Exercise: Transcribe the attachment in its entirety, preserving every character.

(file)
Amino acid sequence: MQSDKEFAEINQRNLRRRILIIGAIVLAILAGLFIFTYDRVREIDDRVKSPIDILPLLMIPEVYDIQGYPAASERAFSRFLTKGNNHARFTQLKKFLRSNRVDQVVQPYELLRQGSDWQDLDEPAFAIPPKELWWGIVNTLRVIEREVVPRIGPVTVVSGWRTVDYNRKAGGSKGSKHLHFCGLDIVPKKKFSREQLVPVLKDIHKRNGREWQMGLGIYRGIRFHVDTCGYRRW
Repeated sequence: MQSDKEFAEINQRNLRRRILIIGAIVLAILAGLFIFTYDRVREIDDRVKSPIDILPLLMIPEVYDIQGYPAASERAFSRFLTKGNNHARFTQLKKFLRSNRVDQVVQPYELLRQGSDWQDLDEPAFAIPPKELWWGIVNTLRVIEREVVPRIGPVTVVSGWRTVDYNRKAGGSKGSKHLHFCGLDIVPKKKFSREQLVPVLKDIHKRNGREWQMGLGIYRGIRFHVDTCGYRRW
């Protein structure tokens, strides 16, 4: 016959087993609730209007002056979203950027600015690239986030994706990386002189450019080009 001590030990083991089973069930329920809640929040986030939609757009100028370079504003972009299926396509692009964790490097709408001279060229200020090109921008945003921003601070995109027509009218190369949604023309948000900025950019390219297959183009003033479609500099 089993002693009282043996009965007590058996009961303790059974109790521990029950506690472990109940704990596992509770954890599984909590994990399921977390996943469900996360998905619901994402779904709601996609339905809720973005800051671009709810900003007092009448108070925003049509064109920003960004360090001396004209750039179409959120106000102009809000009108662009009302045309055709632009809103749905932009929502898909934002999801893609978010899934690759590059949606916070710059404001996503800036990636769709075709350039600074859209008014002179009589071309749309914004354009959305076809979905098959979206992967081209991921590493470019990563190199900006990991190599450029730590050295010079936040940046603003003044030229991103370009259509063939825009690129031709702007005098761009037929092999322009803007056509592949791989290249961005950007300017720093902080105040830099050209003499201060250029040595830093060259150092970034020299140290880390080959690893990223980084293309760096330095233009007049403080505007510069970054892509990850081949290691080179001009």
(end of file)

Amino acid sequence: MQSDKEFAEINQRNLRRRILIIGAIVLAILAGLFIFTYDRVREIDDRVKSPIDILPLLMIPEVYDIQGYPAASERAFSRFLTKGNNHARFTQLKKFLRSNRVDQVVQPYELLRQGSDWQDLDEPAFAIPPKELWWGIVNTLRVIEREVVPRIGPVTVVSGWRTVDYNRKAGGSKGSKHLHFCGLDIVPKKKFSREQLVPVLKDIHKRNGREWQMGLGIYRGIRFHVDTCGYRRW
Repeated sequence: MQSDKEFAEINQRNLRRRILIIGAIVLAILAGLFIFTYDRVREIDDRVKSPIDILPLLMIPEVYDIQGYPAASERAFSRFLTKGNNHARFTQLKKFLRSNRVDQVVQPYELLRQGSDWQDLDEPAFAIPPKELWWGIVNTLRVIEREVVPRIGPVTVVSGWRTVDYNRKAGGSKGSKHLHFCGLDIVPKKKFSREQLVPVLKDIHKRNGREWQMGLGIYRGIRFHVDTCGYRRW
């Protein structure tokens, strides 16, 4: 016959087993609730209007002056979203950027600015690239986030994706990386002189450019080009 001590030990083991089973069930329920809640929040986030939609757009100028370079504003972009299926396509692009964790490097709408001279060229200020090109921008945003921003601070995109027509009218190369949604023309948000900025950019390219297959183009003033479609500099 089993002693009282043996009965007590058996009961303790059974109790521990029950506690472990109940704990596992509770954890599984909590994990399921977390996943469900996360998905619901994402779904709601996609339905809720973005800051671009709810900003007092009448108070925003049509064109920003960004360090001396004209750039179409959120106000102009809000009108662009009302045309055709632009809103749905932009929502898909934002999801893609978010899934690759590059949606916070710059404001996503800036990636769709075709350039600074859209008014002179009589071309749309914004354009959305076809979905098959979206992967081209991921590493470019990563190199900006990991190599450029730590050295010079936040940046603003003044030229991103370009259509063939825009690129031709702007005098761009037929092999322009803007056509592949791989290249961005950007300017720093902080105040830099050209003499201060250029040595830093060259150092970034020299140290880390080959690893990223980084293309760096330095233009007049403080505007510069970054892509990850081949290691080179001009």